In short, for most of the past two decades, China’s military development had mapped closely to a relatively limited set of basic objectives and, at least until its disruptive assertiveness post-2009—Beijing had played a mixed hand with remarkable effectiveness.

Proportional, Sustainable, and Increasingly Accurate

When compared to the overall size of its economy, China’s military spending is proportional to present objectives and sustainable, at least in the near- to medium-term. Even during the past decade of rapid increases to defense spending, the official defense budget has held steady at roughly 1.3-1.5 percent of GDP—when calculated based on high-end foreign estimates of actual total defense spending during the same period the figure still falls between 2 and 3 percent of GDP. Although local government debt in China is a growing concern, up to this point—and in stark contrast to the fiscal situation in the United States and many other advanced economies—swelling tax revenues concomitant with surging GDP have allowed Beijing to increase (aggregate) spending on other government priorities even faster than the defense budget, a trend which hardly creates fertile ground for impassioned advocacy of cuts to defense spending. In fact, investment in China’s military development often is explicitly linked to furthering the Chinese leadership’s explicitly-stated objective of achieving the “great rejuvenation of the Chinese nation,” an abstract goal which nevertheless resonates powerfully, and emotionally, with much of the Chinese public, further buttressing popular support for investment in the military.

A Long and Increasingly Costly Road

Yet despite remarkable progress and while impressive in its own right, China’s rapid increases to its defense budget haven’t necessarily translated as smoothly into commensurate improvements to actual warfighting capabilities as the headline-grabbing double-digit nominal figures might appear to suggest.

The PLA’s development over the past 35 years has followed a tortuous path to reach its current conditions. A first step was Deng Xiaoping’s abandonment of Mao’s disastrous decades-long policies in the late 1970s, which went far toward freeing the PLA from ideological distraction. A second step was the reversal of neglect of the military during the 1980s, beginning with a long-delayed return to increases to defense spending in real terms in 1989. But to a large degree it was not until the latter half of the 1990s that a relative victory in the war against inflation run wild, coupled with Jiang Zemin’s mandate that the PLA exit most commercial activities, resulted in China’s defense spending growth beginning to pay significant dividends and the PLA finally being placed firmly on a path toward becoming a modern fighting force.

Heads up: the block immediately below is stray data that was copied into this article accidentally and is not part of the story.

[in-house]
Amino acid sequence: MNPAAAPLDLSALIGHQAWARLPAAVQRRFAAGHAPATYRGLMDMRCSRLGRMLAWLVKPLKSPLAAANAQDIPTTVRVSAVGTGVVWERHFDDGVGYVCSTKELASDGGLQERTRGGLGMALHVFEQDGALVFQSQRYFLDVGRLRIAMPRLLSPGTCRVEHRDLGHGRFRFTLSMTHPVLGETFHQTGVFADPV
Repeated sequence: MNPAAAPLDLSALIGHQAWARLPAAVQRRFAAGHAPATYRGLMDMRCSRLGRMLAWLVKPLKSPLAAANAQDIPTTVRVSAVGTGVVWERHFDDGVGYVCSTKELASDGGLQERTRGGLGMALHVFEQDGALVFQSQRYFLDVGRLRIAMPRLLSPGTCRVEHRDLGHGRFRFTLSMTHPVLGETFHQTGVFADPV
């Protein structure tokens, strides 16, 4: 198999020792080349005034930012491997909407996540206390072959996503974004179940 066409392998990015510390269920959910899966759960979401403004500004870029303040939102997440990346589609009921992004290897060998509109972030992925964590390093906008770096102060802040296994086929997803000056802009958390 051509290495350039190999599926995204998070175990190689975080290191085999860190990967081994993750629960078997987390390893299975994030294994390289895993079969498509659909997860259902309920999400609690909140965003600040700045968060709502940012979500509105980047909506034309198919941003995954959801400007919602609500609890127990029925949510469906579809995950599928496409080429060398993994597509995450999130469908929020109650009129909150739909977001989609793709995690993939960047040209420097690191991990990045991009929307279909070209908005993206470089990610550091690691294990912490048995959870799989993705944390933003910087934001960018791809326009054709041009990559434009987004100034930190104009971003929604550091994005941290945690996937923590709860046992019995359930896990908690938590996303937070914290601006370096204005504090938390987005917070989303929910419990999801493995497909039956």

Yet even in the new millennium the actual impact of PLA spending growth may be far less impressive than the headline numbers suggest. First, after two decades of the PLA focusing like a laser on explicitly-defined strategic objectives and clearly-defined threats, a growing percentage of the defense budget pie appears to be devoted to big-ticket items that represent prestigious additions to round out a rising military power’s portfolio but may offer an increasingly elusive bang for a much larger buck. Exhibit A is China’s commissioning on September 25, 2012 of its first aircraft carrier, Liaoning. While even far less powerful navies have carriers of some sort, China had to start somewhere, and although Liaoning will be able to support a variety of peacetime missions in the near future, from a high-end warfare perspective Liaoning is likely to represent a far greater target than a targeter. Even U.S. carrier battle groups, which the U.S. has been operating for more than seven decades and which are far more advanced than anything China can hope to field anytime soon, are increasingly criticized as “big, expensive, vulnerable,”—even “irrelevant” to modern-day warfare.